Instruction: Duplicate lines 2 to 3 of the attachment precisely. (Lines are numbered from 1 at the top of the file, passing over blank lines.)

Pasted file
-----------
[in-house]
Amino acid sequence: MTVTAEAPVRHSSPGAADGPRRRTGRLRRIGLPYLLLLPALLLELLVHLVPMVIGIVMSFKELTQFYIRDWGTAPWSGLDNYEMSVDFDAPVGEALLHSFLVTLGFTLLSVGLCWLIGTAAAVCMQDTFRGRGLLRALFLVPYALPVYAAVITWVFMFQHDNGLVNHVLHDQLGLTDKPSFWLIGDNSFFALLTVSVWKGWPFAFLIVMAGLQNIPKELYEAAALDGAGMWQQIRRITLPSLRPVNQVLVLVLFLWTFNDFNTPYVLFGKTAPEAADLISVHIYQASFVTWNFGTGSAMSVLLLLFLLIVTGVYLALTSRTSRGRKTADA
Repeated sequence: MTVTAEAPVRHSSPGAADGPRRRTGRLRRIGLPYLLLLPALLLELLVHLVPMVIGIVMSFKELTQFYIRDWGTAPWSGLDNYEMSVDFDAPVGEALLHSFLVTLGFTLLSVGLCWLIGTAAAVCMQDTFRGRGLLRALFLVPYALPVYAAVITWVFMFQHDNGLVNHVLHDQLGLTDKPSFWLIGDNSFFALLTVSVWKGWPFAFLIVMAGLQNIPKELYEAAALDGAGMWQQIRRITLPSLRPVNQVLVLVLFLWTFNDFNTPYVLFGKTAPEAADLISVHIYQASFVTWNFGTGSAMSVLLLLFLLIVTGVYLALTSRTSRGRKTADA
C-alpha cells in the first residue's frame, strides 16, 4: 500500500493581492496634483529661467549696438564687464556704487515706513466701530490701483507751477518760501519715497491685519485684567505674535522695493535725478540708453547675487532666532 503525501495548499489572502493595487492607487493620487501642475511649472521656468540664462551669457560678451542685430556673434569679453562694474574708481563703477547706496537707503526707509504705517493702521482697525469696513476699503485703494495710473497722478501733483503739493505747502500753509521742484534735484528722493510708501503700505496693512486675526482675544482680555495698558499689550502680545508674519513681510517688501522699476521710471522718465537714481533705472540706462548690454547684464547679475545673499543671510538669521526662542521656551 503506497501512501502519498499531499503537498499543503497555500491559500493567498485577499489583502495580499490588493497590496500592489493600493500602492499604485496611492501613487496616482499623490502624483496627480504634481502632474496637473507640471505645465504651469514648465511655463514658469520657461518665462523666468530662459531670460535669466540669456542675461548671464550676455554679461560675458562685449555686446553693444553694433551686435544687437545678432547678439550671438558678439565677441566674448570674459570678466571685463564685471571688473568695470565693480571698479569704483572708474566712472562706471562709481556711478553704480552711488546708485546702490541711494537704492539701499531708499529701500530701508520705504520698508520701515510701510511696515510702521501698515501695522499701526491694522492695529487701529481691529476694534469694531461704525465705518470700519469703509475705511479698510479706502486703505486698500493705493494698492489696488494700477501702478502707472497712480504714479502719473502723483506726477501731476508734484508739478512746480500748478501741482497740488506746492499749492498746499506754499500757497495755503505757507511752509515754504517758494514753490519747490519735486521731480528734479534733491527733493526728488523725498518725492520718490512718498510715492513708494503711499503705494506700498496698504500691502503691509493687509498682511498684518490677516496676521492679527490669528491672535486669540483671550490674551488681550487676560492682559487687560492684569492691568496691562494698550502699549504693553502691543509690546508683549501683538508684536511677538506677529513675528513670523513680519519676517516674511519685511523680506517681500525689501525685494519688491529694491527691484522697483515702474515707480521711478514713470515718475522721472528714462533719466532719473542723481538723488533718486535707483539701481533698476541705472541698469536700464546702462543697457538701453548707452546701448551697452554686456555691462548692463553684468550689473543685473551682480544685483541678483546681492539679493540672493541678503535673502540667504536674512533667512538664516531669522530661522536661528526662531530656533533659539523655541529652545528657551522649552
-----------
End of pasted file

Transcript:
Amino acid sequence: MTVTAEAPVRHSSPGAADGPRRRTGRLRRIGLPYLLLLPALLLELLVHLVPMVIGIVMSFKELTQFYIRDWGTAPWSGLDNYEMSVDFDAPVGEALLHSFLVTLGFTLLSVGLCWLIGTAAAVCMQDTFRGRGLLRALFLVPYALPVYAAVITWVFMFQHDNGLVNHVLHDQLGLTDKPSFWLIGDNSFFALLTVSVWKGWPFAFLIVMAGLQNIPKELYEAAALDGAGMWQQIRRITLPSLRPVNQVLVLVLFLWTFNDFNTPYVLFGKTAPEAADLISVHIYQASFVTWNFGTGSAMSVLLLLFLLIVTGVYLALTSRTSRGRKTADA
Repeated sequence: MTVTAEAPVRHSSPGAADGPRRRTGRLRRIGLPYLLLLPALLLELLVHLVPMVIGIVMSFKELTQFYIRDWGTAPWSGLDNYEMSVDFDAPVGEALLHSFLVTLGFTLLSVGLCWLIGTAAAVCMQDTFRGRGLLRALFLVPYALPVYAAVITWVFMFQHDNGLVNHVLHDQLGLTDKPSFWLIGDNSFFALLTVSVWKGWPFAFLIVMAGLQNIPKELYEAAALDGAGMWQQIRRITLPSLRPVNQVLVLVLFLWTFNDFNTPYVLFGKTAPEAADLISVHIYQASFVTWNFGTGSAMSVLLLLFLLIVTGVYLALTSRTSRGRKTADA